The Bureau indicates that it will not hesitate to pursue big data related conduct where there is an underlying agreement between competitors to fix prices, allocate markets or restrict output. For example, competitors may agree to adopt the same pricing algorithms to maintain prices, or share inventory data to facilitate an agreement to restrict output.
Big data in mergers and abuse of dominance cases
The white paper considers how big data can affect the Bureau’s usual analytical tools and remedies. Even where the Bureau anticipates that there could be challenges, it does not suggest the need for any significant departure from its current approach.
- Market Definition: Big data is frequently used by businesses that offer multi-sided platforms (e.g., a social media network that is free for users, but that charges advertisers). The Bureau recognizes that the interaction between all sides of a platform needs to be considered when defining relevant markets. For certain cases involving big data or platforms in the digital economy, the Bureau may focus on direct evidence of competitive effects, rather than trying to define the relevant market as an initial step.
- Market Power: Assessing market power in big data investigations may raise challenges. First, pricing on all sides of a platform may need to be considered when considering pricing as an indicator of market power. Additionally, due to the rapid pace of change and innovation associated with big data businesses, market shares may not be as indicative as they are for assessing traditional businesses. Access to and control over data may confer market power where such data is an essential input for rival firms to compete, or where network effects are present.
- Purpose and Business Justifications: The Bureau will consider business justifications when a firm is preventing competitors from having access to data that is necessary for competitors to compete. To determine whether such foreclosure is anticompetitive conduct, rather than legitimate competition, the Bureau may use the “no economic sense” test from the TREB case and assess whether profits that are unrelated to the foreseeable anticompetitive effects of the conduct are greater than the costs incurred in pursuing the practice. The white paper only briefly mentions that intellectual property rights will be examined as part of big data investigations, and does not provide any new guidance.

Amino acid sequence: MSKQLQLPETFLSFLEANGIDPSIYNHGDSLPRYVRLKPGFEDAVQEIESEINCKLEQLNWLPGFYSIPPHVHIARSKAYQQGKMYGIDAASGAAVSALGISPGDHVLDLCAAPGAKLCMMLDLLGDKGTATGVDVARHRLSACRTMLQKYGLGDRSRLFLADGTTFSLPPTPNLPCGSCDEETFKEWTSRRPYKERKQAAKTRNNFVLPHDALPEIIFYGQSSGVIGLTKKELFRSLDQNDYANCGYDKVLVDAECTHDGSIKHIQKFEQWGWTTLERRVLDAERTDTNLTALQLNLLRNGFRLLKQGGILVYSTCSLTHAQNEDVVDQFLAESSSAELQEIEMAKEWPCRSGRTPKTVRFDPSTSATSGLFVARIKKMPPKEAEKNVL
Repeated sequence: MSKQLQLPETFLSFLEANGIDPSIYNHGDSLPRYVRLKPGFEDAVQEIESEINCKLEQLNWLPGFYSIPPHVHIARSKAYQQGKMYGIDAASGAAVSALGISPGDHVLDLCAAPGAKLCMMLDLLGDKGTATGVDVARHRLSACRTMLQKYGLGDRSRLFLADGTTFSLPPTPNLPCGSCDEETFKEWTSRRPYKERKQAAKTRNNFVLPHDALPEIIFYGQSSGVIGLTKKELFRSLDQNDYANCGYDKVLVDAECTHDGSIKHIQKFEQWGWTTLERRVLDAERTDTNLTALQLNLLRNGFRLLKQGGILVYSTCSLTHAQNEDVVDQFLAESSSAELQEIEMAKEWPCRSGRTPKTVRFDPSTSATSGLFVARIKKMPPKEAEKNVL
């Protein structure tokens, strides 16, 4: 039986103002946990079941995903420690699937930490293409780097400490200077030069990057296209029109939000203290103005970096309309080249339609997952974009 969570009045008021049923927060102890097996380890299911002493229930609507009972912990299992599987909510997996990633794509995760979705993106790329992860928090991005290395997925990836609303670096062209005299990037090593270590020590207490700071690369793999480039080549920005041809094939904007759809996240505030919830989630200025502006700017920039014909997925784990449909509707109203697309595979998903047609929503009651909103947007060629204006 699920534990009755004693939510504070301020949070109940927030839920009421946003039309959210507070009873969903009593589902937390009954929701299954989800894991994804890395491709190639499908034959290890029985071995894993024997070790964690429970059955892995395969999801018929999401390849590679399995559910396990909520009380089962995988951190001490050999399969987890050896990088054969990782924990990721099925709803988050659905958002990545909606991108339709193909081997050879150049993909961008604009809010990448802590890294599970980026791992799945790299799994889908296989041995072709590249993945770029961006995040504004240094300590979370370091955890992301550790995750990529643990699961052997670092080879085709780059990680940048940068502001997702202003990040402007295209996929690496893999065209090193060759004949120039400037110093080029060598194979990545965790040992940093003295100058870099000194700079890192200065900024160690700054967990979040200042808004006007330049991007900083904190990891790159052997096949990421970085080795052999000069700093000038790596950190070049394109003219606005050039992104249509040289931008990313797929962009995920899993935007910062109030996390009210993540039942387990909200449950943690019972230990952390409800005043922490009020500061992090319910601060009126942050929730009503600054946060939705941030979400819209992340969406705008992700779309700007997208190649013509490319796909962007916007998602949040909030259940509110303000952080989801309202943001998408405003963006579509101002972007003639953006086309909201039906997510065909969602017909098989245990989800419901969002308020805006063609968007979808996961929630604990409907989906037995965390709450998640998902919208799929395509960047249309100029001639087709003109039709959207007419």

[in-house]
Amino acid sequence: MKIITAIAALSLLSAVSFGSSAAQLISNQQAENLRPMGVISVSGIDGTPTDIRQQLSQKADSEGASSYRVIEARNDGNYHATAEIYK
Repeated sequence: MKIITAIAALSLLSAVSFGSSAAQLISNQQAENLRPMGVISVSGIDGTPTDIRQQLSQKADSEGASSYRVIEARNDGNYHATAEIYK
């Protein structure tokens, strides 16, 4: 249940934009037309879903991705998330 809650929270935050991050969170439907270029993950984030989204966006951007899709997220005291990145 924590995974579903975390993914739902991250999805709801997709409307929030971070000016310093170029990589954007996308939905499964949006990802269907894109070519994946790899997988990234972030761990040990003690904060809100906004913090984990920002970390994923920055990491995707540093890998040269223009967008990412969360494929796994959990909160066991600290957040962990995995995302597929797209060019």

- Competitive Effects: Given that big data is often used in the production of goods and services, mergers and business practices involving big data may involve vertical competition issues. Big data may also create difficulties in prevention cases as this requires an understanding of the future use of the data. Algorithms and bots increase transparency in the market, and the Bureau will consider whether they facilitate coordinated effects. Assessing and predicting competitive effects in a context where dynamic competition is important raises inherent difficulties associated with the measurement and quantification of innovation.
- Efficiencies: The Bureau predicts that dynamic efficiencies (i.e., efficiencies resulting from better product offerings and new production processes) may become more prominent due to the rapidly innovating marketplace.
- Remedies: A unique feature of data is that it can be exploited by multiple users and thereby divested without depriving the seller of its use as well. The Bureau’s preference for structural rather than behavioural remedies remains, but it recognizes that big data could lead to novel remedies. For example, divested data could become stale over time, requiring divesting parties to periodically hand over updated data.
The white paper provides useful initial guidance on how the Bureau may apply the existing framework under the Act to various competition considerations related to big data and algorithms that have been examined so far. However, the big data era is still in its infancy, and the white paper leaves open many questions as to how the Bureau would analyze conduct in light of the big data challenges it identifies. It therefore remains to be seen how those competition issues will develop, and how the Bureau will respond. The white paper is open for comment until November 17, 2017.
By Kayla Albin, Jonathan Bitran, Donald B. Houston, Dominic Thérien and Kirsten Thompson